Please ensure Javascript is enabled for purposes of website accessibility

Ford's Stock: One Serious Problem

By Daniel Miller - Apr 7, 2013 at 12:30PM

You’re reading a free article with opinions that may differ from The Motley Fool’s Premium Investing Services. Become a Motley Fool member today to get instant access to our top analyst recommendations, in-depth research, investing resources, and more. Learn More

The scariest thing when investing is not fully understanding important issues that may lurk hidden in financials. Here's one explained, and how it affects Ford investors.

Cancer is deadly for many different reasons. For one, it often lies undetected, while causing bodily harm for a lengthy amount of time. Ford (F -5.54%) has a similar problem, one that doesn't fully show up on the balance sheet or financials and often goes unknown among investors: an underfunded pension.

It's important that investors are aware of this issue, and since the underfunded pension can be a little complicated, I'll explain it step by step, tell you how it could be turned into a positive, and what Ford's plan to tackle the problem is.

Grasping the size
To give you a sense of how large the underfunded pension issue is, since it doesn't fully show up as a number on the financial sheets, I'll compare it to automotive debt, as both are obligations due from the company.

Ford's roughly $86 billion in total debt is misleading, because that includes the financial division, where it takes on huge loans at low interest rates and dishes the money out to consumers for financing. The profit in this sector nearly offsets Ford's losses in Europe. So if you take out the financial division, which adds approximately $72 billion of debt to the books, you find that Ford's real automotive debt sits at about $14 billion. Remember that number.

In contrast, it's estimated that Ford's pension is underfunded by about $18.7 billion. That's more than its automotive debt, and it's only about $6 billion shy of the massive $23.4 billion private loan it took out (and eventually paid back) before the recession hit. Ford put up its legendary Blue Oval as collateral on that loan. It's a big number.

Now, don't panic, Let's look at why this pension number is so large, how it will change going forward, and what Ford is doing about it.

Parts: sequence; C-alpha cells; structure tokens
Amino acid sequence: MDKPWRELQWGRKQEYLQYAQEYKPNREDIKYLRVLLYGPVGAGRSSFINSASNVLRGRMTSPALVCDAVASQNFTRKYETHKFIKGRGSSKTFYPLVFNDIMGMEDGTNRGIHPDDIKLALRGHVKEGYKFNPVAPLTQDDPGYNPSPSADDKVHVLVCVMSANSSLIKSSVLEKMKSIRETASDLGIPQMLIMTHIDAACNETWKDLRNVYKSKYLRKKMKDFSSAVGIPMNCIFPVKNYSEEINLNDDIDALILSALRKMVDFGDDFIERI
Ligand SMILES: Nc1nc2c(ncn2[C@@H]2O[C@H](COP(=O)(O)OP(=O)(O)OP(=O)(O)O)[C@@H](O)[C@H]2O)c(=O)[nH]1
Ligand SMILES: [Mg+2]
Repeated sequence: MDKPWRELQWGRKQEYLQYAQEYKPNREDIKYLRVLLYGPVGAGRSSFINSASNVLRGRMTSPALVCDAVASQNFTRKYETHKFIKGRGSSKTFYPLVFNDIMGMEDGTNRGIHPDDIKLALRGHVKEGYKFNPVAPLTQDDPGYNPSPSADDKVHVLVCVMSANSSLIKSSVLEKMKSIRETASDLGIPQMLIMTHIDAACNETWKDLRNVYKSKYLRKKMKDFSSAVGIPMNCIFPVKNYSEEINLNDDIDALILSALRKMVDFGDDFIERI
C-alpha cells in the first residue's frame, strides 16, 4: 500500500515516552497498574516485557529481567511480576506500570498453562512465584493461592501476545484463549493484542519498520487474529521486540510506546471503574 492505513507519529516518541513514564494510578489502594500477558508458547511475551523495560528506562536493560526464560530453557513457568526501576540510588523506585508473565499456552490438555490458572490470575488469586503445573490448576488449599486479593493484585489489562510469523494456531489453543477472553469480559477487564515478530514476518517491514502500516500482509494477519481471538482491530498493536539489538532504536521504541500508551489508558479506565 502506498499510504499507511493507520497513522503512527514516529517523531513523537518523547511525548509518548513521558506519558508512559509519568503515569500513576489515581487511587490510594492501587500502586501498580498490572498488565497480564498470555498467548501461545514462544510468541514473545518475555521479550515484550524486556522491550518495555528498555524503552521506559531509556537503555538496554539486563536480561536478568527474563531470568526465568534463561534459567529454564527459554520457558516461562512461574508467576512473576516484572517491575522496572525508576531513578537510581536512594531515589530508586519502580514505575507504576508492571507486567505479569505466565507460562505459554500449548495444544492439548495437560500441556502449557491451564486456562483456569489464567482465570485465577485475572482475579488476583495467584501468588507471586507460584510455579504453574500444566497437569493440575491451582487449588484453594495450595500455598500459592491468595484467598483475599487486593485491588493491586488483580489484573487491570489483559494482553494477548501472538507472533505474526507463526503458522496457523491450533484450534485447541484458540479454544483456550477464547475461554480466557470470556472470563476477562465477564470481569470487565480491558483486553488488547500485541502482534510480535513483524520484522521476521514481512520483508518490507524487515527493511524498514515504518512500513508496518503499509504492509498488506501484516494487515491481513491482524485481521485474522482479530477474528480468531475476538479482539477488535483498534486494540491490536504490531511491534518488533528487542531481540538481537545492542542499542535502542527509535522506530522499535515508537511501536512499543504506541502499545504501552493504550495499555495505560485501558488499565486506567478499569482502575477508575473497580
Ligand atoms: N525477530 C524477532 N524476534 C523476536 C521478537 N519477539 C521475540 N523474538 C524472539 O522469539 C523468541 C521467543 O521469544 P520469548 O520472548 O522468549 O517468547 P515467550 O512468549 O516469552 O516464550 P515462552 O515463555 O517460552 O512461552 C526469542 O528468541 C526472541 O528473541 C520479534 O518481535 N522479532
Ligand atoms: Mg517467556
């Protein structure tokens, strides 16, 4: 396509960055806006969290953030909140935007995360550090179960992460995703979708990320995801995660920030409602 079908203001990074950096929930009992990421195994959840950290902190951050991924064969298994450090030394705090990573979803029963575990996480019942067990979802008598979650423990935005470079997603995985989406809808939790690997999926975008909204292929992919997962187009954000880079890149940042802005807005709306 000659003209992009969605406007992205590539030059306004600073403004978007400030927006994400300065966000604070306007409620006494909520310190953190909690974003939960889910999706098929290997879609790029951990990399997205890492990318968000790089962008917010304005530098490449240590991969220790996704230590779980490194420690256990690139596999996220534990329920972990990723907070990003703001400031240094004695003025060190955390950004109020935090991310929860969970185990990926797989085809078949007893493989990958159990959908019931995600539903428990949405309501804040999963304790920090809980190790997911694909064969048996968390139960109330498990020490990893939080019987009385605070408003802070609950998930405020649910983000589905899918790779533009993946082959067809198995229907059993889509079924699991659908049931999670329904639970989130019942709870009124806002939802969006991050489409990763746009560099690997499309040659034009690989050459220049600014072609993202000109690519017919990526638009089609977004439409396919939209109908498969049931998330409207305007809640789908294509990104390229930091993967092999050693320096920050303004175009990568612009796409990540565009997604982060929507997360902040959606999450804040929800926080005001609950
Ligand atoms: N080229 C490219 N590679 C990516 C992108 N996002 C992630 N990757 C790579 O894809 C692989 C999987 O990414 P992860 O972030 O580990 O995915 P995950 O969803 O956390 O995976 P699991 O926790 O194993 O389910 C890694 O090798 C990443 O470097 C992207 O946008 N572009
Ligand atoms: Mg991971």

What inflates the number
Low interest rates are supposed to be a good thing. They certainly allowed Ford to borrow money cheaply and use it to offer discounts to help sell cars or other company interests. But these rock-bottom rates also inflate the underfunded pension number, because they cause Ford to lower its discount rate, which essentially defines how large pension requirements need to be. Ford had to lower its rate from 4.6% to 3.84%, appearing to wipe out any progress it made on paying into the pension funds over the past year. 

But hang in there, There is good news, too!

From debt to surplus
Let's say that in eight years, the housing market has steadily improved, the automotive market has been healthy, the economy is more stable than ever, and politicians are working together in harmony. Well, OK, scratch the part about the politicians. Anyway, imagine, too, that interest rates have risen for the past few years and the discount rates have followed. This hypothetical situation would significantly change the look of Ford's underfunded pension. It would narrow the gap, and it's possible that if Ford had been diligent in paying into the fund, the company could actually be looking at a pension surplus! This is a real possibility, and can you imagine how the stock price would react if it happened?

Bottom line
Back here in the real world, interest rates are likely to be low for at least two years, so what is Ford doing now to fix this issue? In 2012 it paid $3.4 billion into the fund. It's been executing a plan to offer buyouts to salaried workers, which knocked off about $1.2 billion in obligations. And it's committed to putting $5 billion into the fund this year, with plans to have a fully funded pension by mid-decade.

If Ford handles this underfunded pension just as it dealt with its pre-recession loan -- which, again, is now paid off -- this goal is certainly achievable. If discount rates rise, even a surplus is possible. Either way, the issue should be much easier to deal with in the future. I'm bullish on the automotive industry and its companies, and I'm especially bullish on Ford.

Invest Smarter with The Motley Fool

Join Over 1 Million Premium Members Receiving…

  • New Stock Picks Each Month
  • Detailed Analysis of Companies
  • Model Portfolios
  • Live Streaming During Market Hours
  • And Much More
Get Started Now

Stocks Mentioned

Ford Motor Company Stock Quote
Ford Motor Company
F
$12.78 (-5.54%) $0.75

*Average returns of all recommendations since inception. Cost basis and return based on previous market day close.

Related Articles

Motley Fool Returns

Motley Fool Stock Advisor

Market-beating stocks from our award-winning service.

Stock Advisor Returns
349%
 
S&P 500 Returns
122%

Calculated by average return of all stock recommendations since inception of the Stock Advisor service in February of 2002. Returns as of 05/19/2022.

Discounted offers are only available to new members. Stock Advisor list price is $199 per year.

Premium Investing Services

Invest better with The Motley Fool. Get stock recommendations, portfolio guidance, and more from The Motley Fool's premium services.